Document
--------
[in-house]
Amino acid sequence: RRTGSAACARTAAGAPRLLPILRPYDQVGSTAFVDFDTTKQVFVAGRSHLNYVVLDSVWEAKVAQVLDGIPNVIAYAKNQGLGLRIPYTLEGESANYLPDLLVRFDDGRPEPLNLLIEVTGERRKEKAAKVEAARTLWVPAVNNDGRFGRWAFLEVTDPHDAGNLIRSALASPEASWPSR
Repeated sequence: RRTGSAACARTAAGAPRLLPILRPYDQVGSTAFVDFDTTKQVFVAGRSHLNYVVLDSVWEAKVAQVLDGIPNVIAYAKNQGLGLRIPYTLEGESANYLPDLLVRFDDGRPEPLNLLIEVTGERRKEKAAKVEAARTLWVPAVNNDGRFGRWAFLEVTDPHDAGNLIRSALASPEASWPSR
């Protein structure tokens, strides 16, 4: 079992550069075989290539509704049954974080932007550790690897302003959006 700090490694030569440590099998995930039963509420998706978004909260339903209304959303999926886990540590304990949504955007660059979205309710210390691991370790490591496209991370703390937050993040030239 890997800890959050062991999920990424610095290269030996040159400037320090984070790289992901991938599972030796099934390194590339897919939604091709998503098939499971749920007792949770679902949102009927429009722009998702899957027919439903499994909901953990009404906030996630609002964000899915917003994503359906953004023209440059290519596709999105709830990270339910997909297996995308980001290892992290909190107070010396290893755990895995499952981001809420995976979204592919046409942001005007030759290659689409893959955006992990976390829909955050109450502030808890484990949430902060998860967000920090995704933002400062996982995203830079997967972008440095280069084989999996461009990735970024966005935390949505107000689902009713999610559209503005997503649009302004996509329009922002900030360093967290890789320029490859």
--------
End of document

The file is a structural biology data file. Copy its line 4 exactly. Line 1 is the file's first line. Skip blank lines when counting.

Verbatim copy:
């Protein structure tokens, strides 16, 4: 079992550069075989290539509704049954974080932007550790690897302003959006 700090490694030569440590099998995930039963509420998706978004909260339903209304959303999926886990540590304990949504955007660059979205309710210390691991370790490591496209991370703390937050993040030239 890997800890959050062991999920990424610095290269030996040159400037320090984070790289992901991938599972030796099934390194590339897919939604091709998503098939499971749920007792949770679902949102009927429009722009998702899957027919439903499994909901953990009404906030996630609002964000899915917003994503359906953004023209440059290519596709999105709830990270339910997909297996995308980001290892992290909190107070010396290893755990895995499952981001809420995976979204592919046409942001005007030759290659689409893959955006992990976390829909955050109450502030808890484990949430902060998860967000920090995704933002400062996982995203830079997967972008440095280069084989999996461009990735970024966005935390949505107000689902009713999610559209503005997503649009302004996509329009922002900030360093967290890789320029490859």